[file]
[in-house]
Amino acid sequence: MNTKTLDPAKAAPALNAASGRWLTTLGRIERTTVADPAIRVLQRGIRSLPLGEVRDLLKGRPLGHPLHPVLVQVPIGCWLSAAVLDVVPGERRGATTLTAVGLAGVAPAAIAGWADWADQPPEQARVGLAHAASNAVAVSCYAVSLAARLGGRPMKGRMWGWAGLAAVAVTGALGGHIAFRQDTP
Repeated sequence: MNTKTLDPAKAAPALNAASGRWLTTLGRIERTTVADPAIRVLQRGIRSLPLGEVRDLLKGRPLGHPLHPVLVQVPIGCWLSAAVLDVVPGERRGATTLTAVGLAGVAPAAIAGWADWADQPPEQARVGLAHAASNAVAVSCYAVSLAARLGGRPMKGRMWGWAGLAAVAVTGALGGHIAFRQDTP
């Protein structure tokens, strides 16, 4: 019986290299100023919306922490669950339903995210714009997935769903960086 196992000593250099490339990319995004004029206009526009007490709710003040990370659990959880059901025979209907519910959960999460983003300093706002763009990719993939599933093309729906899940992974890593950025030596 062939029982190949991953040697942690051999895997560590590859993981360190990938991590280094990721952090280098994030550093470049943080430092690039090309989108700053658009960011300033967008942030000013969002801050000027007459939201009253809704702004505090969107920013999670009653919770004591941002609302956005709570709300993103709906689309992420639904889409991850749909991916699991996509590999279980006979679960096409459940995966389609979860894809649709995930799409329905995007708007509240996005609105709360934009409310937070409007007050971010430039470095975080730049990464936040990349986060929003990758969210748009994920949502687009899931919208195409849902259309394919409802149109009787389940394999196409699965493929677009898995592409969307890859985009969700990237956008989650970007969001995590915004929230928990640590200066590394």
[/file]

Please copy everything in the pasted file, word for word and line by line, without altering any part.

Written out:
[in-house]
Amino acid sequence: MNTKTLDPAKAAPALNAASGRWLTTLGRIERTTVADPAIRVLQRGIRSLPLGEVRDLLKGRPLGHPLHPVLVQVPIGCWLSAAVLDVVPGERRGATTLTAVGLAGVAPAAIAGWADWADQPPEQARVGLAHAASNAVAVSCYAVSLAARLGGRPMKGRMWGWAGLAAVAVTGALGGHIAFRQDTP
Repeated sequence: MNTKTLDPAKAAPALNAASGRWLTTLGRIERTTVADPAIRVLQRGIRSLPLGEVRDLLKGRPLGHPLHPVLVQVPIGCWLSAAVLDVVPGERRGATTLTAVGLAGVAPAAIAGWADWADQPPEQARVGLAHAASNAVAVSCYAVSLAARLGGRPMKGRMWGWAGLAAVAVTGALGGHIAFRQDTP
């Protein structure tokens, strides 16, 4: 019986290299100023919306922490669950339903995210714009997935769903960086 196992000593250099490339990319995004004029206009526009007490709710003040990370659990959880059901025979209907519910959960999460983003300093706002763009990719993939599933093309729906899940992974890593950025030596 062939029982190949991953040697942690051999895997560590590859993981360190990938991590280094990721952090280098994030550093470049943080430092690039090309989108700053658009960011300033967008942030000013969002801050000027007459939201009253809704702004505090969107920013999670009653919770004591941002609302956005709570709300993103709906689309992420639904889409991850749909991916699991996509590999279980006979679960096409459940995966389609979860894809649709995930799409329905995007708007509240996005609105709360934009409310937070409007007050971010430039470095975080730049990464936040990349986060929003990758969210748009994920949502687009899931919208195409849902259309394919409802149109009787389940394999196409699965493929677009898995592409969307890859985009969700990237956008989650970007969001995590915004929230928990640590200066590394």